For Immediate Release
Gulf Council Does Not Approve Ocean Fish Farming Plan
Final Vote Delayed After Immense Public Opposition and Congressional Concern
WASHINGTON - Food & Water Watch, a national consumer advocacy organization, along with an unusual coalition of fishermen, conservation groups, many concerned citizens, and a key member of Congress, helped in moving the Gulf of Mexico Fishery Management Council to delay final action on a plan to permit ocean fish farming in Gulf waters until January 2009. The Council received a letter from the chairman of the U.S. House of Representatives Natural Resources Committee, Congressman Nick Rahall (D-WV), urging "the Council and NOAA to halt any further development of the draft aquaculture plan," and more than 16,000 comments from the public in opposition to the plan.
"The plan is certainly not ready for final approval," said Marianne Cufone, director of the fish program at Food & Water Watch, who attended the Gulf Council meeting in Mobile, Alabama. "The Council was still making substantive changes to their document on Tuesday, and they continue to receive letters detailing concerns from an assortment of entities, including the Environmental Protection Agency."
There has been discussion of ocean fish farming in the Gulf since 2002, when the first aquaculturist was appointed to the Council. The plan was delayed back in 2004 for several years, then re-written and re-introduced to the public in January 2007. The Council initially intended to fast-track approval of that new plan just nine months later in October, but overwhelming public opposition stopped it. The Council had planned for final approval again at their meeting this week in Mobile, Alabama, but legal counsel advised against it for various reasons.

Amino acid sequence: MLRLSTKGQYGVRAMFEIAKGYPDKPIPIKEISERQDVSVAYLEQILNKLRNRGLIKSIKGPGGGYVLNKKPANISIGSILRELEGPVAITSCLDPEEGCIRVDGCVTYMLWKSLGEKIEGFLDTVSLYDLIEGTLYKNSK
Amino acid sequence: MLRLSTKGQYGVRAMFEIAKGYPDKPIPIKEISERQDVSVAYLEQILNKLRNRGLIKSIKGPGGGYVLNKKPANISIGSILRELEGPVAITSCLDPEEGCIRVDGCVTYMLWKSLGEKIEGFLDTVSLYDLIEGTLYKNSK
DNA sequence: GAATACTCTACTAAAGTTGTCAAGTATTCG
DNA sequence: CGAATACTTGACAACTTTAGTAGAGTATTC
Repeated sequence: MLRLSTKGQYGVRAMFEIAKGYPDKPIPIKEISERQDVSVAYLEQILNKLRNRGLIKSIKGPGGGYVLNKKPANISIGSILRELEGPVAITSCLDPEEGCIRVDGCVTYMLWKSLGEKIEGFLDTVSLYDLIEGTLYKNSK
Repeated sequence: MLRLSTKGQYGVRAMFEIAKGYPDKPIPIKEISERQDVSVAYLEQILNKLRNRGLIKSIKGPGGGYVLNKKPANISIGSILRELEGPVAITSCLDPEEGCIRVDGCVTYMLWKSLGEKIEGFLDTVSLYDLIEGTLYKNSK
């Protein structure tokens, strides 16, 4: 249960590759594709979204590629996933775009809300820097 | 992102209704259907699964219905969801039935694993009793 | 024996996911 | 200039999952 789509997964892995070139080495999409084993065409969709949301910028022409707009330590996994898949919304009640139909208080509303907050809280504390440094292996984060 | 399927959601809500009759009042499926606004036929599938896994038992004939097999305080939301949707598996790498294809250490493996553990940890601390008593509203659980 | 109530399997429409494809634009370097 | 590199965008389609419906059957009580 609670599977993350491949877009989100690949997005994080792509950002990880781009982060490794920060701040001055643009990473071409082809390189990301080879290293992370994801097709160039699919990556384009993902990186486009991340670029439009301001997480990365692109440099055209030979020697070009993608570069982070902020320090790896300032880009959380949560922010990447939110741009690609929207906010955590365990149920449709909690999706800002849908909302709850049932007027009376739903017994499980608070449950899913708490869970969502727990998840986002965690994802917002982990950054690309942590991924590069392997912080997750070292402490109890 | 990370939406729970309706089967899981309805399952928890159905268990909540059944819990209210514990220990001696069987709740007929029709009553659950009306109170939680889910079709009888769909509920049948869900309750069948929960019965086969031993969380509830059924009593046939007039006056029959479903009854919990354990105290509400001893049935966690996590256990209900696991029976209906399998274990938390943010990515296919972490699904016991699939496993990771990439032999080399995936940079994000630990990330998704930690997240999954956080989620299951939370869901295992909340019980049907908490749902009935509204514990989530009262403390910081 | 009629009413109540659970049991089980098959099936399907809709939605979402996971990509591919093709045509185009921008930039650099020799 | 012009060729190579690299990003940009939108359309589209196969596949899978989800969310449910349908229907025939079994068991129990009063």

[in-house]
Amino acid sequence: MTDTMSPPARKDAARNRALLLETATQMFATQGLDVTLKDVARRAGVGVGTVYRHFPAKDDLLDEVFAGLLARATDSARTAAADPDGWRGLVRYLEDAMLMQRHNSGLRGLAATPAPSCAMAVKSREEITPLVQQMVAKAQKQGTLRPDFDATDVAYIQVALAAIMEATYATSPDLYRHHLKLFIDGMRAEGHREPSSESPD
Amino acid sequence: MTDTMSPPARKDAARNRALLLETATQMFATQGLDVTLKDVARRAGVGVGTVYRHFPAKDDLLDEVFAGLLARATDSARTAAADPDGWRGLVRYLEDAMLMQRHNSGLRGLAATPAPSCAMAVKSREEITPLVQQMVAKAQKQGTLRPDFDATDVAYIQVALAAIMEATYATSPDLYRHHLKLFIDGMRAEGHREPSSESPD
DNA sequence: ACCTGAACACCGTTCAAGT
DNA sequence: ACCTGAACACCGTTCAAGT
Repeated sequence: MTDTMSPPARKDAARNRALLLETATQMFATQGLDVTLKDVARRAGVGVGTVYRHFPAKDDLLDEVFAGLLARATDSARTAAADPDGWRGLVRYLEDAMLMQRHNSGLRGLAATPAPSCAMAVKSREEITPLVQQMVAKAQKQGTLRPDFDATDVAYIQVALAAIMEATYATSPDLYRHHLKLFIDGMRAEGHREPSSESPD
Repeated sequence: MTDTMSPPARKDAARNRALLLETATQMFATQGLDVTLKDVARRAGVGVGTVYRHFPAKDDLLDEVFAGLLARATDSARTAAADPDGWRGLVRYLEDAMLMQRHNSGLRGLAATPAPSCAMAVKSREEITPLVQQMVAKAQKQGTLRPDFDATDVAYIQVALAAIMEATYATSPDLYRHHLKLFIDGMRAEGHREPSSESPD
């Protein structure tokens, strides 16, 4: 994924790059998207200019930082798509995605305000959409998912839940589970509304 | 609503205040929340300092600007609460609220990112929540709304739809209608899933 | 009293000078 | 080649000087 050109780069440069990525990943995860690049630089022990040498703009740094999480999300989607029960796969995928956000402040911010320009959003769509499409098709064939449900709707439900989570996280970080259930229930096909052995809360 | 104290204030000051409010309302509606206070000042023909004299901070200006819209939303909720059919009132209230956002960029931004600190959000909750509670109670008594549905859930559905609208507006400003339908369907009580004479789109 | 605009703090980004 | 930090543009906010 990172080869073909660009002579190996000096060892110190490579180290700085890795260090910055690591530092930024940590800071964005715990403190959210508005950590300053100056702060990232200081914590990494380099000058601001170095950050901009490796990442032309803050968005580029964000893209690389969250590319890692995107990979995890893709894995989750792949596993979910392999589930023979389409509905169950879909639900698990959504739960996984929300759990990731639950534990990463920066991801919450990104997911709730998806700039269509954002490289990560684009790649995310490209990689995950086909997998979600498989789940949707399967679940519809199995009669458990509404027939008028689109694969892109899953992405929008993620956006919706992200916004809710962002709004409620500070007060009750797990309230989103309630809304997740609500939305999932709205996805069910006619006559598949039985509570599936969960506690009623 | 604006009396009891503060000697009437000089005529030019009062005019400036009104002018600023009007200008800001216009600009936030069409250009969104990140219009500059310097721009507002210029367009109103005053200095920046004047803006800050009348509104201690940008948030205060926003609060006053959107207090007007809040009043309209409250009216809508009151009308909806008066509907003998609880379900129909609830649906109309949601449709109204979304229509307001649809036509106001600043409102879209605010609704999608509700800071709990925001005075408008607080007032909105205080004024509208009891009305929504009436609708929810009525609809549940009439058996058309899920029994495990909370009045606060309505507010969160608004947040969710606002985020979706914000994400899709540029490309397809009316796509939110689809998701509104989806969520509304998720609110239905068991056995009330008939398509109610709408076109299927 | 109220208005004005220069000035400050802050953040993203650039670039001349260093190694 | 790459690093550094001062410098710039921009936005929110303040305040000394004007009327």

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Many people spoke directly to the Council about their concerns with the plan at the meeting and thousands of letters were submitted in opposition. Some specific problems include: the plan has no guarantees that there will be public benefits from exclusive use of common resources for private profit, no specific limits on pollution discharge, no details on where the fish farms can be located, and allows oil rigs to be used for aquaculture. Repeatedly, the legal authority to permit ocean fish farms through the Council process was questioned.
"We have been concerned with the long-term implications of the plan, especially impacts on consumers' health, socio-economic ramifications for coastal communities and disruption of the natural environment," said Wenonah Hauter, executive director of Food & Water Watch. "We hope that between now and the January meeting, the Council will recognize that this offshore aquaculture plan should not move forward."
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